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Practise Homophone Sentences

In this worksheet, students will learn key homophones and find the correct homophone to complete a sentence.

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'Practise Homophone Sentences' worksheet

Key stage:  KS 2

Curriculum topic:   Verbal Reasoning

Curriculum subtopic:   Homophones

Difficulty level:  

Worksheet Overview

Word detective, are we pleased to see you! We’ve got another word puzzle on our hands and we need your help!

What do you notice about the following words?

heir          air

 

You’ve got it! They both sound the same but they are spelt differently. Words like this are called homophones.

We need to know when to use each of the words above:

Word

Meaning

Example

heir

The person who is next in line to the throne or a business

Prince Charles is the heir to the throne.

prince and princess

air

The air that we breathe in

We breathed in the fresh air.

man smelling the ocean air

 

Using these meanings, which word would best complete the following sentence?

He was the eldest son and ____ (heir, air) to the throne.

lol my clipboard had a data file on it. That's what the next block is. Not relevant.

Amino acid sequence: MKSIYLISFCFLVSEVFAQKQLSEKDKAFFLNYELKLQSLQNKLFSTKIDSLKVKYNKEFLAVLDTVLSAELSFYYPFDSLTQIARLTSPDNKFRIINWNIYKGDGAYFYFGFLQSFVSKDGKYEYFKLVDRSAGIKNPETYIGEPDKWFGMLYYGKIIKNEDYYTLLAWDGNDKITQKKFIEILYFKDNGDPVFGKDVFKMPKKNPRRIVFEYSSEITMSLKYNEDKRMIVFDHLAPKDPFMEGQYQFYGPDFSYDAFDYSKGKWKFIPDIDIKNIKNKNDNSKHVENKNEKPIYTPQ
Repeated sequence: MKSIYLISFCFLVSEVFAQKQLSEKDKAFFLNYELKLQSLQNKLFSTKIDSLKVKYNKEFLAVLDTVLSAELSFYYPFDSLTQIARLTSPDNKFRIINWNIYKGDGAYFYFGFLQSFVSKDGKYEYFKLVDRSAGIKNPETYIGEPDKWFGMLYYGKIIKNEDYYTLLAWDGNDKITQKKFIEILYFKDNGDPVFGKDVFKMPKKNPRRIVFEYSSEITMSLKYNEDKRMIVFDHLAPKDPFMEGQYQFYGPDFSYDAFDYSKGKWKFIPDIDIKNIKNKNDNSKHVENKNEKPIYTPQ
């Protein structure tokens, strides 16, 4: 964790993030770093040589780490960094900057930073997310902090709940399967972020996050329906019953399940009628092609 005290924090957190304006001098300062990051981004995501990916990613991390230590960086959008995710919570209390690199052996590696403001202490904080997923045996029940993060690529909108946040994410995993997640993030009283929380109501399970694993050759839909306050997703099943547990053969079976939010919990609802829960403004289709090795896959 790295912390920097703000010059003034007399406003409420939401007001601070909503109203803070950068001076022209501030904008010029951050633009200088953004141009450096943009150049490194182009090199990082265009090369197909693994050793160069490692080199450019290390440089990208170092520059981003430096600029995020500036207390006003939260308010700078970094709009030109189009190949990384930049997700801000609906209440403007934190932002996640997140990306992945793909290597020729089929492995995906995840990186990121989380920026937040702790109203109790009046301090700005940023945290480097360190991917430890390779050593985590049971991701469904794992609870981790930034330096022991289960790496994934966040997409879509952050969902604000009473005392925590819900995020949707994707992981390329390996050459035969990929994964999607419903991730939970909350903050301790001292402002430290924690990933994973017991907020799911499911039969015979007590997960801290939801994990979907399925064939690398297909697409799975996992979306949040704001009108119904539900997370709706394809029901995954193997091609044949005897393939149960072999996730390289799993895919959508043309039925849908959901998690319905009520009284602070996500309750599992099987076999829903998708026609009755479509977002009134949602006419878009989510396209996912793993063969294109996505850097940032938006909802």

The best answer is heir as we are discussing the person who will take over when the King or Queen dies, so: He was the eldest son and heir to the throne.

 

Below are some other examples of homophones and when to use them:

 

pore

An opening in the skin

pour

Causes a liquid to flow

flair

A talent

flare

Sudden burst of flame

serial

A regular series

cereal

Breakfast food

dissent

Disagreement

descent

Moving downwards

 

Make a note of any new vocabulary as it will help you in this activity.

Use the table above to help select the words that best complete this sentence:

Carefully, she       (pores/pours) milk on her bowl of       (cereal/serial).

 

The correct answers are pours and cereal, so: Carefully, she pours milk on her bowl of cereal.

Girl eating cereal
 

Let’s try one more: 

The       (flare/flair) shot into the air then the flame made a gentle         (dissent/descent).

The correct answers are flare and descent, so: The flare shot into the air then the flame made a gentle descent.

 

 

edplace 11+ detective

  Pssst!!            

Top Tip: The best way to get to grips with pesky homophones is to write them down in your vocab book. This way, you can learn what each spelling means.

 

 

It’s now your turn to hunt the homophones. Good luck!

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